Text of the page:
FCEM&HS, a government agency serving 42 local jurisdictions in Franklin County, coordinates countywide emergency and disaster planning, education, warning, response and recovery.

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Grant Programs
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State Homeland Security Grant Program (SHSGP) Grant

The State Homeland Security Grant Program (SHSGP) was designed to enhance the capacity of local jurisdictions to prevent, prepare for, respond to, and recover from incidents of terrorism involving chemical, biological, radiological, nuclear, or explosive (CBRNE) weapons and cyber-attacks.

Purpose of the SHSGP

  • Focus on the development and sustainment of core capabilities.
  • Build a robust national preparedness capacity based on cross-jurisdictional and readily deployable assets.

THE FY2016 STATE HOMELAND SECURITY GRANT PROGRAM (SHSGP)

The FY2016 SHSP is moving away from a competitive approach and towards a regional approach. Ohio EMA will be using the eight (8) homeland security regions as a way to distribute funds.

Ohio EMA, in its capacity as the State Administrative Agency (SAA), has decided to break the overall SHSP award into the following categories of funding:

Communications

Early Warning/Notification

Exercise

Intelligence and Information Sharing

Planning

Targeted Sustainment of Specialty Teams (Search and Rescue, HazMat, Bomb) 



ELIGIBLE APPLICANTS

In accordance with Ohio EMA’s past administration of the SHSP (Non-LE) grant, eligible applicants are limited to the 88 County Emergency Management Agencies within Ohio. Franklin County is part of Homeland Security Planning Region 4.  Each region will have a pre-identified EMA fiscal agent who will serve as the eligible applicant for the region. For this region, FCEM&HS has been appointed as the fiscal agent. 

FUNDING GUIDELINES

In order to be funded by FY2016 HSGP funds, Ohio is requiring that local projects meet the following criteria:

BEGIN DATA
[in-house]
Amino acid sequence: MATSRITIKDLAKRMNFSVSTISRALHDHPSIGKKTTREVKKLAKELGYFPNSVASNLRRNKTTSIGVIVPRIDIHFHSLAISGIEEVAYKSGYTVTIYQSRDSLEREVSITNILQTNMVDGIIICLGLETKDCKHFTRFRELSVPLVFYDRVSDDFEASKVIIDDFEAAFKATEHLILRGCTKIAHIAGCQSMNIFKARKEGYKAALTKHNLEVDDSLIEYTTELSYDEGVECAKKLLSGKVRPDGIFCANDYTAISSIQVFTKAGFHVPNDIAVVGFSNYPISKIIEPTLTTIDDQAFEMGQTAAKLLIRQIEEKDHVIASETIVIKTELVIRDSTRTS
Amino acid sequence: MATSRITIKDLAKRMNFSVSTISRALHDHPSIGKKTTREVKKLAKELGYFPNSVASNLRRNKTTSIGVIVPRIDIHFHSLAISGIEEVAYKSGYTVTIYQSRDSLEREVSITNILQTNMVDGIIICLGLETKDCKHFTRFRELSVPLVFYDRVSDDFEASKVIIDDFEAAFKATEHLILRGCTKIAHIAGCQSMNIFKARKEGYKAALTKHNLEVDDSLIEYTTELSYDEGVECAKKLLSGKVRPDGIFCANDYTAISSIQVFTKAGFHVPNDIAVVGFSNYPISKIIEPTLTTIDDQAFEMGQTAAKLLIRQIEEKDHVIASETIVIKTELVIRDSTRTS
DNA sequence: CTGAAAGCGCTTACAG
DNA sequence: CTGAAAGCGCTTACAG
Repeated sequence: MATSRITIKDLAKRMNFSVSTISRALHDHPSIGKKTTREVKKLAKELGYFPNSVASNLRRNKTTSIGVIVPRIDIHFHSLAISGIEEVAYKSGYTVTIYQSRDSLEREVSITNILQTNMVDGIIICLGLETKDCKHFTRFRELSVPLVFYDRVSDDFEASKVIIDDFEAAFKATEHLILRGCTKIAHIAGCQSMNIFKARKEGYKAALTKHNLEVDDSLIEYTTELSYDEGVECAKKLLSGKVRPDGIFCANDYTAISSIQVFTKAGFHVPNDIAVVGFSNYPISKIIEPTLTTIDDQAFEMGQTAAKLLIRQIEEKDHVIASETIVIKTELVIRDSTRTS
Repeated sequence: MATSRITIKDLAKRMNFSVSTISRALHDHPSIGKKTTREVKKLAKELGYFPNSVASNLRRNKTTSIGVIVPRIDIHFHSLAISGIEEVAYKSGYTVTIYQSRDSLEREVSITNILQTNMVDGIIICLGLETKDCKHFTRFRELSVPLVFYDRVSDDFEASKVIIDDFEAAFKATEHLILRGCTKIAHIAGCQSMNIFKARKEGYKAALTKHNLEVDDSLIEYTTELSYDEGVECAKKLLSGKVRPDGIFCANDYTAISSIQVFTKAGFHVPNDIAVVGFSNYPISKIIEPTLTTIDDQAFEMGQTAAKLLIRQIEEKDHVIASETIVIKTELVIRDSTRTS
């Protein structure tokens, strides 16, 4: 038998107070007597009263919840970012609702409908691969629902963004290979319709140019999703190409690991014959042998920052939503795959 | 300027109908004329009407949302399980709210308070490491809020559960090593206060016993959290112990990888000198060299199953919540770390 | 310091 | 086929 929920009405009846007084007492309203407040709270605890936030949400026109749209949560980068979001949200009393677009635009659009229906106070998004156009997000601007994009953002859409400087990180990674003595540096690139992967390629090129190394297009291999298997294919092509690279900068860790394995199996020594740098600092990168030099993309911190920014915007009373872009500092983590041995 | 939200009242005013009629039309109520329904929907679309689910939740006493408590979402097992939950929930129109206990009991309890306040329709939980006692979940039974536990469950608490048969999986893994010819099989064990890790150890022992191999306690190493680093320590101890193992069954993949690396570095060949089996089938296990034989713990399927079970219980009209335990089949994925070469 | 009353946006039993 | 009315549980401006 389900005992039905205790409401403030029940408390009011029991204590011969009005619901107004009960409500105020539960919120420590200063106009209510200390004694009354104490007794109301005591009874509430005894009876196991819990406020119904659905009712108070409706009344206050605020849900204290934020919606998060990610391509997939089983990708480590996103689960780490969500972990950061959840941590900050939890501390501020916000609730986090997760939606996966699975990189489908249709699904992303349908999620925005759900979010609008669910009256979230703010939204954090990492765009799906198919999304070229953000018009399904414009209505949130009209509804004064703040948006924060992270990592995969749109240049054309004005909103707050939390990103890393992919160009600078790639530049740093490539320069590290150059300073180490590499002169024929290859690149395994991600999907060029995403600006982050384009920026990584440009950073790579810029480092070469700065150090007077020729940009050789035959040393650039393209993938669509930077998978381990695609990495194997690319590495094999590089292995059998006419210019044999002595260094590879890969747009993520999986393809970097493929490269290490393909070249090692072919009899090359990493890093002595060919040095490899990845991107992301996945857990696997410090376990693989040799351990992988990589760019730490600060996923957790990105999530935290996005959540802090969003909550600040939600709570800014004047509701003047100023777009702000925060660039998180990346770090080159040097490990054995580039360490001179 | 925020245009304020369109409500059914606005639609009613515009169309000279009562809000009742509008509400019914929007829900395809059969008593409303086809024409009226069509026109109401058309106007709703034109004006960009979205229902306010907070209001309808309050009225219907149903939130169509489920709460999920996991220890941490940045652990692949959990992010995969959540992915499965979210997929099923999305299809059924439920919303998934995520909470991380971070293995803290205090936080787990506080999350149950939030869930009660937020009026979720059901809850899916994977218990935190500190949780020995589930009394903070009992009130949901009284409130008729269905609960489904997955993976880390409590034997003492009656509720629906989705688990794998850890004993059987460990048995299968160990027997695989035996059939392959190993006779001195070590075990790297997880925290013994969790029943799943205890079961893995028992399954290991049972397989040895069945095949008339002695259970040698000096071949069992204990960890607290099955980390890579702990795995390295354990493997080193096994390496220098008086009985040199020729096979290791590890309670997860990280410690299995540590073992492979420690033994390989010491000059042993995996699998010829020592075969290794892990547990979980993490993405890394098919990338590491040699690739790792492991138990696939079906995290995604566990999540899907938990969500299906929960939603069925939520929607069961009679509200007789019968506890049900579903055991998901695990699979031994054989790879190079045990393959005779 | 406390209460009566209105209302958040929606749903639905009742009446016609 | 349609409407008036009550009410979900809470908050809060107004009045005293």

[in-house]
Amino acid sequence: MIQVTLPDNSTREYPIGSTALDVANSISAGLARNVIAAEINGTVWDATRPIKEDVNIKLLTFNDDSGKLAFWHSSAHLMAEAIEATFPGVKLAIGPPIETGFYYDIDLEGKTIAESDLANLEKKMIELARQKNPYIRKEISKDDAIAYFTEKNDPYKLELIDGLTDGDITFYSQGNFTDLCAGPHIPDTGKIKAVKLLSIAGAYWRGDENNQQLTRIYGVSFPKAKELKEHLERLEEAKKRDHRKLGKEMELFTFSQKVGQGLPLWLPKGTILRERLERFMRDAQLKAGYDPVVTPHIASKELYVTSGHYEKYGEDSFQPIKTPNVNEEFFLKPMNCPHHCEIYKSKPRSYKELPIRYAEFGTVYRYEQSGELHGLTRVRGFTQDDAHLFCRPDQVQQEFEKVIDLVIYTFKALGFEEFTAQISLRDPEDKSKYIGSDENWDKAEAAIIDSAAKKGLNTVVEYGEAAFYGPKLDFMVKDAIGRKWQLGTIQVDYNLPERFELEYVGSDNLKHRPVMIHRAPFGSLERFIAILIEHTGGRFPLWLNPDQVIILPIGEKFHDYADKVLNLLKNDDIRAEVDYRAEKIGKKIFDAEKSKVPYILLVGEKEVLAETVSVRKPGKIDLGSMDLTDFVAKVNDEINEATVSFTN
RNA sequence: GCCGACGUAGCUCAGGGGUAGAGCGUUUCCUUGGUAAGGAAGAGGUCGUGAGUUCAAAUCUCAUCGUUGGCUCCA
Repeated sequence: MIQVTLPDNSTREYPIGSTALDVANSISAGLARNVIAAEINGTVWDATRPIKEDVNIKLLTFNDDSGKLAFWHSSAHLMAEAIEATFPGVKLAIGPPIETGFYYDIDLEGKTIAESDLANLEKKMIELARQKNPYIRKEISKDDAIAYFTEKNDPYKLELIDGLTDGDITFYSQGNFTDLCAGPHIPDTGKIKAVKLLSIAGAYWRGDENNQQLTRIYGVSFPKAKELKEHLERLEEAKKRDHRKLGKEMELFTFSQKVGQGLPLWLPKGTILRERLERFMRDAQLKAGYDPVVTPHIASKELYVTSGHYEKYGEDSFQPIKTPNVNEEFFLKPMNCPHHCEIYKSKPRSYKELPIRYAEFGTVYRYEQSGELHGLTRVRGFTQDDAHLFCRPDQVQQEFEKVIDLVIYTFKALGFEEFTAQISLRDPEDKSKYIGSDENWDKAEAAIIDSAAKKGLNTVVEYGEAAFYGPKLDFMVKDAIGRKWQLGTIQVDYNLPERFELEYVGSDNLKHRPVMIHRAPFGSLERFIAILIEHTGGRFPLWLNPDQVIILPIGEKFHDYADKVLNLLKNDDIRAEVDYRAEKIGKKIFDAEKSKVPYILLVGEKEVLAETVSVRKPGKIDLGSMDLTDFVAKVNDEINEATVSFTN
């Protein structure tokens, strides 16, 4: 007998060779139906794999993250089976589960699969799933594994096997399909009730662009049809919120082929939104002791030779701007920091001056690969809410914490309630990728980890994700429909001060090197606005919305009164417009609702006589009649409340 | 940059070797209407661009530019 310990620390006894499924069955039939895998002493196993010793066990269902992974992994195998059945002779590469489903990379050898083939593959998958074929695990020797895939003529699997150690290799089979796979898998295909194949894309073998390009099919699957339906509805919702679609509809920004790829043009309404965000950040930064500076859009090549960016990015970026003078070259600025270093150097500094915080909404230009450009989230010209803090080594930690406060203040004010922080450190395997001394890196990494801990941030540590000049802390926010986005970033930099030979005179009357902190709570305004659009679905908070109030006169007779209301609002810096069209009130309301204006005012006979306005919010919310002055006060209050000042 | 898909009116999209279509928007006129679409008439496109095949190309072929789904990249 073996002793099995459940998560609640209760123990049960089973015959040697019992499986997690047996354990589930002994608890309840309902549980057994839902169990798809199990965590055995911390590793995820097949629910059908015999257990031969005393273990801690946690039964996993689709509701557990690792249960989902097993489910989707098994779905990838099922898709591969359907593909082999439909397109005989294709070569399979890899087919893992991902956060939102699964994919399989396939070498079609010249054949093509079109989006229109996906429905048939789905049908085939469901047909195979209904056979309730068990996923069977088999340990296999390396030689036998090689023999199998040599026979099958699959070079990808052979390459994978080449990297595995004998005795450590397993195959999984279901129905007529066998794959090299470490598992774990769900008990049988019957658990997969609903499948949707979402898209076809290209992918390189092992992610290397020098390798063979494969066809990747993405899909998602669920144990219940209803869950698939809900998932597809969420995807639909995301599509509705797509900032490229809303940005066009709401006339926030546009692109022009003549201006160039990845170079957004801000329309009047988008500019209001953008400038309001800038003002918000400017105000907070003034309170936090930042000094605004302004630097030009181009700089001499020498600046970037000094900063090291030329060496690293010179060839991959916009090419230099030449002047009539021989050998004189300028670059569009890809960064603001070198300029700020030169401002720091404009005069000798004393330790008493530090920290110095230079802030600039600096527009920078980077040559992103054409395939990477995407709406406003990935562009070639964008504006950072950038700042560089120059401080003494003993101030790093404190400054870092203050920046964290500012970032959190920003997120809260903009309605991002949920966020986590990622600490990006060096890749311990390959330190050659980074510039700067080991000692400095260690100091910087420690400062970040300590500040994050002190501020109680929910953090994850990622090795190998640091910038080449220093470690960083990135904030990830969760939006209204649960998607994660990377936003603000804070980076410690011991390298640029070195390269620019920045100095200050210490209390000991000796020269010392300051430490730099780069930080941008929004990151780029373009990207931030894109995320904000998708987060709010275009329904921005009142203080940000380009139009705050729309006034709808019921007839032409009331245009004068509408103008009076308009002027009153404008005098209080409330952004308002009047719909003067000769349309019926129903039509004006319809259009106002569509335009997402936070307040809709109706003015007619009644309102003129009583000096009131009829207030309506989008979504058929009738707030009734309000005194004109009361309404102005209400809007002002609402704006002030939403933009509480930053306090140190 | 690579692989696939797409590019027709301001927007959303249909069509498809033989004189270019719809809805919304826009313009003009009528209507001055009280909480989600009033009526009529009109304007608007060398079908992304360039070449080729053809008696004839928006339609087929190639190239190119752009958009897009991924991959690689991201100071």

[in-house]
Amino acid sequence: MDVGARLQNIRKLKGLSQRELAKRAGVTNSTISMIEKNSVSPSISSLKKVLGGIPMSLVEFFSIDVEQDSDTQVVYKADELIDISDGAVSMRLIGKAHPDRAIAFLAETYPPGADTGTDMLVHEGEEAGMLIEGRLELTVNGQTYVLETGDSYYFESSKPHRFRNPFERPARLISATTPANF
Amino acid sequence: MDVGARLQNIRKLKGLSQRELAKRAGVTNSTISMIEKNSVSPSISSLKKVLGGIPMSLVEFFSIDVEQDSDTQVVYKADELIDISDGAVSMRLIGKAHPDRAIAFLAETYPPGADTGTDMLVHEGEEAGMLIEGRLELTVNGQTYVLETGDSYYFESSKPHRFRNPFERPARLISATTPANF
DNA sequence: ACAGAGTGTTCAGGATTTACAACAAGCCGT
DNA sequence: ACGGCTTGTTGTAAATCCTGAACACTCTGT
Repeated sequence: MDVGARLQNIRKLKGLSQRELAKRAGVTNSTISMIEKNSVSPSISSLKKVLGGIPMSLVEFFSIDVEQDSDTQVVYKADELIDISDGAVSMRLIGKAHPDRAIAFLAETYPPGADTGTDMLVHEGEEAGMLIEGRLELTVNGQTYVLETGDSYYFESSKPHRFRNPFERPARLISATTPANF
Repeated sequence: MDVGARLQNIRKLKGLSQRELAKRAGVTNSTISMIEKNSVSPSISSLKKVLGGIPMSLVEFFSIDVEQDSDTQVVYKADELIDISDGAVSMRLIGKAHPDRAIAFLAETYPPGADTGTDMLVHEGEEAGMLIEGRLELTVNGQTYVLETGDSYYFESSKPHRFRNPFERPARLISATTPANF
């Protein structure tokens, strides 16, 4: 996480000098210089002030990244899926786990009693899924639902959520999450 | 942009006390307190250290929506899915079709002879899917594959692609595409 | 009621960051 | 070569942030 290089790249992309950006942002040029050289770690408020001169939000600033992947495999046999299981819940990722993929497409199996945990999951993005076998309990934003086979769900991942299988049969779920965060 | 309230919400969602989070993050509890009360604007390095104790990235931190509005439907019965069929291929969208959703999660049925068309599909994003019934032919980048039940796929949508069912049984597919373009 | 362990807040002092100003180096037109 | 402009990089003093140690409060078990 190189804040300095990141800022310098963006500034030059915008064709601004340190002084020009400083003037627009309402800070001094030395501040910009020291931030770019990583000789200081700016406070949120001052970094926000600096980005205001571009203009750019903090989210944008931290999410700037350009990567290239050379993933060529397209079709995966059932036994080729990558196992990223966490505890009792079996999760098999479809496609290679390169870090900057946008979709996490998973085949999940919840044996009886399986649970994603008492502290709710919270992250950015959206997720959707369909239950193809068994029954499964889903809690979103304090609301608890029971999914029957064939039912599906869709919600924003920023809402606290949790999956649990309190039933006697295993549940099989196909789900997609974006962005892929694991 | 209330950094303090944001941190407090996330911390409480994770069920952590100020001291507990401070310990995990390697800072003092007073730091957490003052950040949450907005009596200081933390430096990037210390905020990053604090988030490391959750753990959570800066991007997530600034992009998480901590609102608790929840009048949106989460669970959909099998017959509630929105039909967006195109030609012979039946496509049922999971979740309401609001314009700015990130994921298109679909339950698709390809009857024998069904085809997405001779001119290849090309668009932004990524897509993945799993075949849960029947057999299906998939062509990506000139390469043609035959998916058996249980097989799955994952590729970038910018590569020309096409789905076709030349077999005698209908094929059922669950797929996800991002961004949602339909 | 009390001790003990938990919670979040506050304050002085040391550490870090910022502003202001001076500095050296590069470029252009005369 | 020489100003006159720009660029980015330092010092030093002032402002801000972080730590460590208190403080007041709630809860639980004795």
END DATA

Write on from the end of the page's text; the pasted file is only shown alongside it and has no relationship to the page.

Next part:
1. Must support terrorism preparedness/demonstrate nexus to terrorism

2. Regional capability as demonstrated by support of all counties within the Ohio Homeland Security Planning Region where the project originates;

3. If requesting capability that is deployable/sharable within the region, state and nation-must indicate a commitment to do so per existing EMAC agreements;

4. If requesting sustainment of core capability not physically deployable, must still support national response capabilities such as Geographic/Geospatial Information Systems (GIS), interoperable communications systems, capabilities as defined under the mitigation mission area of the Goal, and fusion centers

5. Must directly support at least one of the core capabilities outlined in this document as being supported by Ohio’s FY2016 SHSP funding

6. Must be connected to a terrorism plan-local plan, regional plan, THIRA (if applicable), State Preparedness Report, etc. 

All equipment procured under SHSGP has to be in support of the maintenance or development of a capability described and typed under NIMS where such typing guidance exists as published by FEMA. The allowable prevention, protection, mitigation, response, and recovery equipment categories and equipment standards are listed on the web-based version of the Authorized Equipment List.  FEMA Preparedness Grants Authorized Equipment List 



For additional information and the application template, visit the "Apply for a Grant" page of this website.

 

Public Utilities Commission of Ohio (PUCO) Hazardous Materials Grant

Another available grant funding opportunity is through the Public Utilities Commission of Ohio (PUCO).  This funding is specifically for hazardous materials training, planning and exercises. All grants awarded must be used for the training of public safety and emergency services personnel in the proper techniques for the management of hazardous materials spills and releases that occur during transportation. Grants are awarded on a reimbursement basis. Although grants may be awarded to educational institutions and state agencies, first priority is given to political subdivisions. If political subdivisions contract with outside consultants or institutions to conduct the training programs for them, the political subdivisions will be charged with the responsibility of ascertaining the accountability of the consultants or institutions.

Applications are reviewed quarterly but can be submitted at any time.  For additional information, application and forms, please access the PUCO website. PUCO 

About the Grants Program
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Franklin County Emergency Management and Homeland Security (FCEM&S) has been the administrator for various grant programs over the years. Some of the grants administered through this agency include State Homeland Security Grant Programs (SHSGP), the Citizen Corps Council (CCC) Grant Program, and the Interoperable Emergency Communication Grant Program (IECGP). These grants were made available to states via the U.S. Dept. of Homeland Security (DHS). The grants were awarded to the individual counties by the Ohio Emergency Management Agency and were non-competitive in nature.

In 2012, drastic changes occurred in the State Homeland Security Grant Programs (SHSGP) and for the first time, the grant application process became extremely competitive and the amount of funding available decreased considerably. The FY2012 Grants guidance began preparing grantees for the transition to the new grants vision by consolidating multiple, separate preparedness grant programs into a more streamlined model.